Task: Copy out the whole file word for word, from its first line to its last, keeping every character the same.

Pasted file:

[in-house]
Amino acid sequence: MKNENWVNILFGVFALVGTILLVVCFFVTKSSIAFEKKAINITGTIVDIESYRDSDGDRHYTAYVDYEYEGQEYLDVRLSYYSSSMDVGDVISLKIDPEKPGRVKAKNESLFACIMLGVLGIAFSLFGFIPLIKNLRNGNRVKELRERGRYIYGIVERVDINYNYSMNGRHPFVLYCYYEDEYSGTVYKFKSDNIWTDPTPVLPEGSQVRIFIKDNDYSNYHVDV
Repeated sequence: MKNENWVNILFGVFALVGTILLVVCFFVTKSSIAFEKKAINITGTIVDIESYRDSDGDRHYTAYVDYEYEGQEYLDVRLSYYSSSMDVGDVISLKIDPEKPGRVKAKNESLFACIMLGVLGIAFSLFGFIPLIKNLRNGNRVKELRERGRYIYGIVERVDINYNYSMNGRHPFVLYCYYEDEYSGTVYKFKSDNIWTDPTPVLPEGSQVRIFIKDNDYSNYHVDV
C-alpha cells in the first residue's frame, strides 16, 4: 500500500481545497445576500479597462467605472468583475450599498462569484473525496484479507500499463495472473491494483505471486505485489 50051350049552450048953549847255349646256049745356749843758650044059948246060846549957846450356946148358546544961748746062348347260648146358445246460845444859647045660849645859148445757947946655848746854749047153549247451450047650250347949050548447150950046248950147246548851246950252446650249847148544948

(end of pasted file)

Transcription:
[in-house]
Amino acid sequence: MKNENWVNILFGVFALVGTILLVVCFFVTKSSIAFEKKAINITGTIVDIESYRDSDGDRHYTAYVDYEYEGQEYLDVRLSYYSSSMDVGDVISLKIDPEKPGRVKAKNESLFACIMLGVLGIAFSLFGFIPLIKNLRNGNRVKELRERGRYIYGIVERVDINYNYSMNGRHPFVLYCYYEDEYSGTVYKFKSDNIWTDPTPVLPEGSQVRIFIKDNDYSNYHVDV
Repeated sequence: MKNENWVNILFGVFALVGTILLVVCFFVTKSSIAFEKKAINITGTIVDIESYRDSDGDRHYTAYVDYEYEGQEYLDVRLSYYSSSMDVGDVISLKIDPEKPGRVKAKNESLFACIMLGVLGIAFSLFGFIPLIKNLRNGNRVKELRERGRYIYGIVERVDINYNYSMNGRHPFVLYCYYEDEYSGTVYKFKSDNIWTDPTPVLPEGSQVRIFIKDNDYSNYHVDV
C-alpha cells in the first residue's frame, strides 16, 4: 500500500481545497445576500479597462467605472468583475450599498462569484473525496484479507500499463495472473491494483505471486505485489 50051350049552450048953549847255349646256049745356749843758650044059948246060846549957846450356946148358546544961748746062348347260648146358445246460845444859647045660849645859148445757947946655848746854749047153549247451450047650250347949050548447150950046248950147246548851246950252446650249847148544948